Physical Environment

The Gulf of Mannar is endowed with three distinct Marine ecosystems namely Coral ecosystems, Sea grass ecosystem and Mangrove ecosystem. Most of the islands have luxuriant growth of mangroves on their shorelines and swampy regions. The sea bottoms of the inshore area around the islands are carpeted with sea grass beds, which serve as ideal feeding ground for Dugong. Highly productive fringing and patch coral reefs surround the islands and are often referred to as underwater tropical rainforest and treasure house for marine ornamental fishes. Occurrence of these specialized ecosystems makes Gulf of Mannar as a unique large marine ecosystem in the Indian subcontinent. The islands located in the GOM, for practical purposes are classified in to three categories as mentioned above.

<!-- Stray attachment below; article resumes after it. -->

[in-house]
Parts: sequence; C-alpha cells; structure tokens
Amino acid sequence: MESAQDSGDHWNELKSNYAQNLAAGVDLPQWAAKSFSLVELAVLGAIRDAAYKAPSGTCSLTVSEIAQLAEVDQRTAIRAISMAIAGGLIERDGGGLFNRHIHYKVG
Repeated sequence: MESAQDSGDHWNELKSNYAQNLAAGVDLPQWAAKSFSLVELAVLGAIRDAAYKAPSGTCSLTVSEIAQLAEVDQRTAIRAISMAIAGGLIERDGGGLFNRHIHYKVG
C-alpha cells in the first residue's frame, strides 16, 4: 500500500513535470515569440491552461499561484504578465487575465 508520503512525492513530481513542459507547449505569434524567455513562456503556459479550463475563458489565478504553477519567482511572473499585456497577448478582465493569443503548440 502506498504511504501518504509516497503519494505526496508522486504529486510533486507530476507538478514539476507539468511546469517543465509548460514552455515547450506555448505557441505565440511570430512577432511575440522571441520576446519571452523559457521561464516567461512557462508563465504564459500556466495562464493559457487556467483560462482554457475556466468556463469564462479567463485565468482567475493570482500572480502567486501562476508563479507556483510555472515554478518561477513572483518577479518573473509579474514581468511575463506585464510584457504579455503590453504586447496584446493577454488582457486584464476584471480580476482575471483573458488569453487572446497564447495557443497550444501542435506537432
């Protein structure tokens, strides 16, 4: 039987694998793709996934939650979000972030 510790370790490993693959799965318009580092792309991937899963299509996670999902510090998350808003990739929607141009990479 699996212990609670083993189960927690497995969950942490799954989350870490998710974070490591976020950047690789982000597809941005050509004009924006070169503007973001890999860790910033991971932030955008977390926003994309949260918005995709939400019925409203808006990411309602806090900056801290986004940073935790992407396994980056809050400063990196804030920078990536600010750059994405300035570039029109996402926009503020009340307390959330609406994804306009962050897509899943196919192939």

The Gulf of Mannar region falls within the rain-shadow region of south west India caused by the large island of Sri Lanka to the east. The narrow range of the Western Ghats effectively blocks the moisture and rain of the south west monsoon in June and July. Therefore, the area has direct rain only from the north east monsoon in October and November. Most of the bio geography of the region reflects aridity, and the largely red sandy and lateritic soils are not the most fertile soils for agriculture. The predominant plant of the area is the Palmyrah palm, which provides wood, leaves and nectar which is tapped to make palm molasses or jaggery. Good arable land along the Gulf is sparse, and where available, is constantly under threat from saline ingress. The poor maintenance of the natural river systems of the area and the large underground fresh water aquifer extending about 35 km on the coast, has reduced the availability of fresh water for irrigation and drinking.